"In a sense, every error in the giving of an instruction impinges upon the right of a party to a fair trial. For this reason, when the instruction is objected to and the error called to the court's attention, the giving of an erroneous instruction over an objection will warrant the reversal of a conviction and the granting of a new trial. However, in the absence of such an objection the defects are waived unless they are `substantial' and the `interests of justice require' the court to consider them. Nothing in People v. Harris (1978), 72 Ill.2d 16, mandates a different conclusion * * *. Harris, in fact, objected at trial to the instruction but failed to raise the question in his post-trial motion. [Citation.]." (Emphasis added.) 75 Ill.2d 1, 15.

In Harris as well as in Roberts, the supreme court clearly acknowledged review of instructional errors when objections are made at trial. We are doing nothing more here. We need not consider this error under the "in the interests of justice" exception to the waiver rule, for the error was adequately preserved for appeal, and by the dictates of the Illinois Supreme Court, the instruction defining murder given in this cause was erroneous and reversible error.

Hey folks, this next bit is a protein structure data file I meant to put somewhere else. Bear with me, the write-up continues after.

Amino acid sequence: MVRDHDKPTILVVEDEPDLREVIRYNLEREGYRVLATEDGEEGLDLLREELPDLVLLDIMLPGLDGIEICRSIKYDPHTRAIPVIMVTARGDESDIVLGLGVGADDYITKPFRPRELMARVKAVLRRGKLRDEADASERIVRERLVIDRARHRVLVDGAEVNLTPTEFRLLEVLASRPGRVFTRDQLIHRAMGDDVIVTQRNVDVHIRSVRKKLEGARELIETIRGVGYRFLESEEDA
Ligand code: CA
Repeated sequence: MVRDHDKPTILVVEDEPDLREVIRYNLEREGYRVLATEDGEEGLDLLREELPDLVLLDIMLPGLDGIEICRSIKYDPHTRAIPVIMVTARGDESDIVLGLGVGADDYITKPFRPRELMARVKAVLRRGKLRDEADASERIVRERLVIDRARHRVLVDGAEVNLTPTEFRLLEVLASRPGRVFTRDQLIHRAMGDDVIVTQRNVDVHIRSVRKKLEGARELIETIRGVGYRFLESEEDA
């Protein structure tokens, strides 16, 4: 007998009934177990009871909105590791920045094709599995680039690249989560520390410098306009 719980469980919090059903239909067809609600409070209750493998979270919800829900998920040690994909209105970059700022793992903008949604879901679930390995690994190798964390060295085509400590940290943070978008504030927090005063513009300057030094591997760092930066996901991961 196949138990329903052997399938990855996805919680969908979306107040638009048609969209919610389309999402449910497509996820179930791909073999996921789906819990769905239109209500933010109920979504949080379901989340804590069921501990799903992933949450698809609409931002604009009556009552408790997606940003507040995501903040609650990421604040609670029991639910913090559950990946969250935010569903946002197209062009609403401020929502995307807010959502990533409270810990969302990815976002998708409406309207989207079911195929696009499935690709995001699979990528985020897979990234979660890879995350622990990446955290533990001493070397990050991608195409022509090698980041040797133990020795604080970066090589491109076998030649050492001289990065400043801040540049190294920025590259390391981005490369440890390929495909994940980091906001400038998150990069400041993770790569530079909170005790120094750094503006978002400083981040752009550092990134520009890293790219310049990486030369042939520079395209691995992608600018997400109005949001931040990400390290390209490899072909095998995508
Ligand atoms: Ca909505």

This being so, the judgment of the circuit court of Clinton County is reversed and this cause is remanded for a new trial. The other assignments of error raised by appellant need not be considered.

Reversed and remanded.

KUNCE, J., concurs.


I respectfully dissent.

The error regarding the erroneous instruction has been waived and the majority cannot rely upon (People v. Harris to hold that it has not been waived.

The majority cites a segment of the supreme court's opinion in People v. Roberts which discussed the "waiver" aspect attributable to Harris. The citation used by the majority cites Robinson completely out of context by straddling and omitting entirely the crucial language which shows Harris is not a precedent for the waiver rule. The omitted portion of the citation from Roberts is:

"Although in Harris this court discussed instructional error in the context of Rule 451(c), we granted leave to appeal in that case to resolve the attempted-murder problem resulting from our decisions in People v. Muir and People v. Trinkle, and not to deal with the question of waiver." (Emphasis added.) 75 Ill.2d 1, 15, 387 N.E.2d 331, 338.

Refusal of the majority to acknowledge the presence and effect of the quoted language has led to an erroneous result in this case. I would affirm.